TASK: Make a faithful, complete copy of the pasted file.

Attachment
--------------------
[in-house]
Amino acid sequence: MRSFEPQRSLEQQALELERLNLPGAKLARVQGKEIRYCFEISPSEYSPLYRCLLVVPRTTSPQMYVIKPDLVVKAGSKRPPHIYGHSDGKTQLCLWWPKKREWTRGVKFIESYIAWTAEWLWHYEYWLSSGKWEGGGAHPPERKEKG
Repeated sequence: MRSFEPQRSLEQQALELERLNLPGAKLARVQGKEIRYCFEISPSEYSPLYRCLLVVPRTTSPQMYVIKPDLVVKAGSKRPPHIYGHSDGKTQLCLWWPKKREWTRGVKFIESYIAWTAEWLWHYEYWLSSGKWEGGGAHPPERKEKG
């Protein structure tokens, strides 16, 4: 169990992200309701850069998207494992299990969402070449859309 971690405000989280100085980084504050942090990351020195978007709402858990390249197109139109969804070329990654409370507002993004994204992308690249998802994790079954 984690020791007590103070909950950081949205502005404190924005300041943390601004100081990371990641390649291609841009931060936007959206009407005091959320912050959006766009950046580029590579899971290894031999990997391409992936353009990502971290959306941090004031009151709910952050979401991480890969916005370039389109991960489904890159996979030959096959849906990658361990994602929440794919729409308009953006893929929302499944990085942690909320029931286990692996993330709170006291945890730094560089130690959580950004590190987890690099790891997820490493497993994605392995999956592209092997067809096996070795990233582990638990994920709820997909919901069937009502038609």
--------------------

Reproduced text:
[in-house]
Amino acid sequence: MRSFEPQRSLEQQALELERLNLPGAKLARVQGKEIRYCFEISPSEYSPLYRCLLVVPRTTSPQMYVIKPDLVVKAGSKRPPHIYGHSDGKTQLCLWWPKKREWTRGVKFIESYIAWTAEWLWHYEYWLSSGKWEGGGAHPPERKEKG
Repeated sequence: MRSFEPQRSLEQQALELERLNLPGAKLARVQGKEIRYCFEISPSEYSPLYRCLLVVPRTTSPQMYVIKPDLVVKAGSKRPPHIYGHSDGKTQLCLWWPKKREWTRGVKFIESYIAWTAEWLWHYEYWLSSGKWEGGGAHPPERKEKG
């Protein structure tokens, strides 16, 4: 169990992200309701850069998207494992299990969402070449859309 971690405000989280100085980084504050942090990351020195978007709402858990390249197109139109969804070329990654409370507002993004994204992308690249998802994790079954 984690020791007590103070909950950081949205502005404190924005300041943390601004100081990371990641390649291609841009931060936007959206009407005091959320912050959006766009950046580029590579899971290894031999990997391409992936353009990502971290959306941090004031009151709910952050979401991480890969916005370039389109991960489904890159996979030959096959849906990658361990994602929440794919729409308009953006893929929302499944990085942690909320029931286990692996993330709170006291945890730094560089130690959580950004590190987890690099790891997820490493497993994605392995999956592209092997067809096996070795990233582990638990994920709820997909919901069937009502038609």